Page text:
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Nothing wrong about change: the adequate choice of the dependent variable and design in prediction of cognitive training success

Abstract

Background

Even though investigating predictors of intervention success (e.g Cognitive Training, CT) is gaining more and more interest in the light of an individualized medicine, results on specific predictors of intervention success in the overall field are mixed and inconsistent due to different and sometimes inappropriate statistical methods used. Therefore, the present paper gives a guidance on the appropriate use of multiple regression analyses to identify predictors of CT and similar non-pharmacological interventions.

Methods

We simulated data based on a predefined true model and ran a series of different analyses to evaluate their performance in retrieving the true model coefficients. The true model consisted of a 2 (between: experimental vs. control group) × 2 (within: pre- vs. post-treatment) design with two continuous predictors, one of which predicted the success in the intervention group and the other did not. In analyzing the data, we considered four commonly used dependent variables (post-test score, absolute change score, relative change score, residual score), five regression models, eight sample sizes, and four levels of reliability.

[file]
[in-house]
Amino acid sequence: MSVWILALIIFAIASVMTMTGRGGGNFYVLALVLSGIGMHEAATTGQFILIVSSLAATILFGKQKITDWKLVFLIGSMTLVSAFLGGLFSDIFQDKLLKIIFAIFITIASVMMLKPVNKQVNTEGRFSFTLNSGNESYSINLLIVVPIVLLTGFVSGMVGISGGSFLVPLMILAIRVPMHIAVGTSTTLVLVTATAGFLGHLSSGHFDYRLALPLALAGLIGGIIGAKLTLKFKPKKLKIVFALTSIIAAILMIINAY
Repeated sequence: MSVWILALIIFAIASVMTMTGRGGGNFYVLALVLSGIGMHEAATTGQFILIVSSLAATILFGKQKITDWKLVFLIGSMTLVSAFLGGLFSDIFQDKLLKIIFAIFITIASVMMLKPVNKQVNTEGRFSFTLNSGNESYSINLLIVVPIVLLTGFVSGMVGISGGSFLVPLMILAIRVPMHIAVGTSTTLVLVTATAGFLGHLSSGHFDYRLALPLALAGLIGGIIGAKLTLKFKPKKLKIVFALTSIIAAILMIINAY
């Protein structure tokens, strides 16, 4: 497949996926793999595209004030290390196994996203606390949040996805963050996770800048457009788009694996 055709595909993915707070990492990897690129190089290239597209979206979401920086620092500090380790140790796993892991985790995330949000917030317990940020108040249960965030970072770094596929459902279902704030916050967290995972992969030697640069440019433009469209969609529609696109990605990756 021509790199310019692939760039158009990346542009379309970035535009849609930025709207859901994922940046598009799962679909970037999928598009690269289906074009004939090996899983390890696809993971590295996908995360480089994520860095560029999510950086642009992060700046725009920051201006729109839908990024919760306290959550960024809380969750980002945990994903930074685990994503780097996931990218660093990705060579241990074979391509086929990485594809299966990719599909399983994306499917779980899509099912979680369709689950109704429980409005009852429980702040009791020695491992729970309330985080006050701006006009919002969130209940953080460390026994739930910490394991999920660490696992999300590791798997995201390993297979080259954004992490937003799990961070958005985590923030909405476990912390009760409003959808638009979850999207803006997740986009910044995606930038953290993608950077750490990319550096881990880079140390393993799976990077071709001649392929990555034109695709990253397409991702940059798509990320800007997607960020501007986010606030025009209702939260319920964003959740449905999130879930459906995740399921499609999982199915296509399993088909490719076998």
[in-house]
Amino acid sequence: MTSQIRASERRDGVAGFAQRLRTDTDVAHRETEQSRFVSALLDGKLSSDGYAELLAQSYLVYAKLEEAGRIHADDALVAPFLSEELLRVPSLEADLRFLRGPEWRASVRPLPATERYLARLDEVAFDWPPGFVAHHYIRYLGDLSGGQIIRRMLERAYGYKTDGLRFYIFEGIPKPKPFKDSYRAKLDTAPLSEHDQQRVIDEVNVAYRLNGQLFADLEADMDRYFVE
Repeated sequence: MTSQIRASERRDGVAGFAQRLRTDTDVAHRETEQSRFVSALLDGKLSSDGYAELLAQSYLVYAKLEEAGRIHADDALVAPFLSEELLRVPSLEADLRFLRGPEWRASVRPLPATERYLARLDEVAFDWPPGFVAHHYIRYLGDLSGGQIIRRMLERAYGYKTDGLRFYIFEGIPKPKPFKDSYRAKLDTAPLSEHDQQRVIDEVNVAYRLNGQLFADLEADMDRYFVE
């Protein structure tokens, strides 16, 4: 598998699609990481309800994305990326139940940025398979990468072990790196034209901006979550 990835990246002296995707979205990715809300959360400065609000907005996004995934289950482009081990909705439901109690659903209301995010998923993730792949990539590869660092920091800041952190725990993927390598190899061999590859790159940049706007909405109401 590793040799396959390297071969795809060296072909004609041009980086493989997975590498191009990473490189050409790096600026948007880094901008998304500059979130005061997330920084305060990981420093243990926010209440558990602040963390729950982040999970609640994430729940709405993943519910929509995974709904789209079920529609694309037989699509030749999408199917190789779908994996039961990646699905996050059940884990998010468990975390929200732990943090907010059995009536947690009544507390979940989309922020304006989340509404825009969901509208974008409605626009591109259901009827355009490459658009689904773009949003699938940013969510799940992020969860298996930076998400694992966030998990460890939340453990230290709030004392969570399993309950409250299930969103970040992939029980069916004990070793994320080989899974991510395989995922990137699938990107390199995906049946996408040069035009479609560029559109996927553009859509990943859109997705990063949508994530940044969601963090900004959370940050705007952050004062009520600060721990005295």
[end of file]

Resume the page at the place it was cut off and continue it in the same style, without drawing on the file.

Results

Our results indicated that a regression model including the investigated predictor, Group (experimental vs. control), pre-test score, and the interaction between the investigated predictor and the Group as predictors, and the absolute change score as the dependent variable seemed most convenient for the given experimental design. Although the pre-test score should be included as a predictor in the regression model for reasons of statistical power, its coefficient should not be interpreted because even if there is no true relationship, a negative and statistically significant regression coefficient commonly emerges.

Conclusion

Employing simulation methods, theoretical reasoning, and mathematical derivations, we were able to derive recommendations regarding the analysis of data in one of the most prevalent experimental designs in research on CT and external predictors of CT success. These insights can contribute to the application of considered data analyses in future studies and facilitate cumulative knowledge gain.

Peer Review reports

Background